Fullerton became a NASA astronaut in September 1969. He served as a member of the astronaut support crews for the Apollo 14 and 17 missions.

Fullerton was a member of one of the two two-man crews who piloted Space Shuttle Approach and Landing Test (ALT) flights during the period June through October 1977. This series of critical Orbiter flight tests initially involved Boeing 747/0rbiter captive-active flights, followed by air-launched unpowered glide, approach, and landing tests (free flights). There were three captive mated tests with the Orbiter Enterprise carried atop the Boeing 747 carrier aircraft, allowing in-flight test and checkout of flight controls and Orbiter subsystems, and five free flights which permitted extensive evaluations of the Orbiter's subsonic flying qualities and performance characteristics during separation, up and away flight, flare, landing, and rollout, which provided valuable real-time data duplicating the last few minutes of an operational Shuttle mission.

Fullerton was pilot for STS-3, the third orbital test flight of the Space Shuttle Columbia, launched from Kennedy Space Center, Florida, March 22, 1982. The spacecraft commander for this eight-day mission was Jack R. Lousma. Major test objectives included exposing the Columbia to extremes in thermal stress and the first loaded tests in space of the 50-foot Remote Manipulator System (RMS) to grapple and maneuver a payload in orbit. The crew also operated several scientific experiments in the Orbiter's cabin and on the OSS-l pallet located in the payload bay. All on-orbit operations confirmed that Shuttle vehicles will make excellent scientific platforms in the future. The crew accomplished almost 100% of assigned STS-3 objectives before landing at Northrup Strip in White Sands, New Mexico, on March 30, 1982. They traveled 3.4 million miles during 129.9 orbits of the earth. Fullerton logged 192 hours, 4 minutes, and 49 seconds in space during STS-3.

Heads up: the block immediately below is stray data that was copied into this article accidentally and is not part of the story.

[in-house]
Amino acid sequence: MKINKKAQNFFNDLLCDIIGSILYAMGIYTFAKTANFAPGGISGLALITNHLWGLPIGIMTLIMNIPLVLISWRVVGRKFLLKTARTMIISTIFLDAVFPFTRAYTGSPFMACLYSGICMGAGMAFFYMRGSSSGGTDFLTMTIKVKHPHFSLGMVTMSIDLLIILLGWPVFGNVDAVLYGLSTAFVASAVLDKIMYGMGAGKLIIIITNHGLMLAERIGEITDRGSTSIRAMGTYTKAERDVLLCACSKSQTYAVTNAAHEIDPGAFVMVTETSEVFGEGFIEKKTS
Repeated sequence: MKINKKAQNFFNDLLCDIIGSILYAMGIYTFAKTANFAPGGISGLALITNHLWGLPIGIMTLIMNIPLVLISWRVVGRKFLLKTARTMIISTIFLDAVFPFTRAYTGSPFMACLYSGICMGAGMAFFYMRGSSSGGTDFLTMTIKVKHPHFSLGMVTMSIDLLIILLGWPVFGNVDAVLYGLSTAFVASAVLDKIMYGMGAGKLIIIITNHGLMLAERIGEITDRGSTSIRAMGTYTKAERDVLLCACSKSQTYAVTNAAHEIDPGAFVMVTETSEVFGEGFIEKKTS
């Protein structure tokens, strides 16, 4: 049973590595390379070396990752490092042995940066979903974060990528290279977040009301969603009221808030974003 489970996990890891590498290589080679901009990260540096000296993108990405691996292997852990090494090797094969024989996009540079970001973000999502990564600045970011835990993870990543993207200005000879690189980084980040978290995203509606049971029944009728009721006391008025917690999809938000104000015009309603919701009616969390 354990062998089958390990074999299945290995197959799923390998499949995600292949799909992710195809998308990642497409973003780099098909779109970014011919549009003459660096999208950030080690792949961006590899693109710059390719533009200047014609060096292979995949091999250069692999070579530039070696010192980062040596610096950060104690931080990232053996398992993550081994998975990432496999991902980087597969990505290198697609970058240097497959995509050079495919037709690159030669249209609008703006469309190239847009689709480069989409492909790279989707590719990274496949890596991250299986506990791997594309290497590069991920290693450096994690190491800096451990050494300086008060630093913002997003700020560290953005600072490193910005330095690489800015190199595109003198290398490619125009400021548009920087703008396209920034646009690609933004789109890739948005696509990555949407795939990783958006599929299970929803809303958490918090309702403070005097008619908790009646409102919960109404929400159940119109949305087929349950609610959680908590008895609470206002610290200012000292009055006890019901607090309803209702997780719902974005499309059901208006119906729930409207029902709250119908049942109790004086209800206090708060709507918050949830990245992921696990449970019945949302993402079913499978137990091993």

On his next mission, Fullerton was the commander of the Spacelab-2 mission (STS 51-F), which launched from Kennedy Space Center, Florida, on July 29, 1985. He was accompanied by Col. Roy D. Bridges (pilot), three mission specialists, Drs. Anthony W. England, Karl G. Henize, and F. Story Musgrave, as well as two payload specialists, Drs Loren Acton, and John-David Bartoe. This mission was the first pallet-only Spacelab mission and the first mission to operate the Spacelab Instrument Pointing System (IPS). It carried 13 major experiments of which seven were in the field of astronomy and solar physics, three were for studies of the Earth's ionosphere, two were life science experiments, and one studied the properties of super fluid helium. After 126 orbits of the earth, STS 5l-F Challenger landed at Edwards Air Force Base, California, on August 6, 1985. With the completion of this flight, he has logged an additional 188 hours in space.

Colonel Fullerton is presently assigned technical duties within the Astronaut Office while awaiting another flight assignment.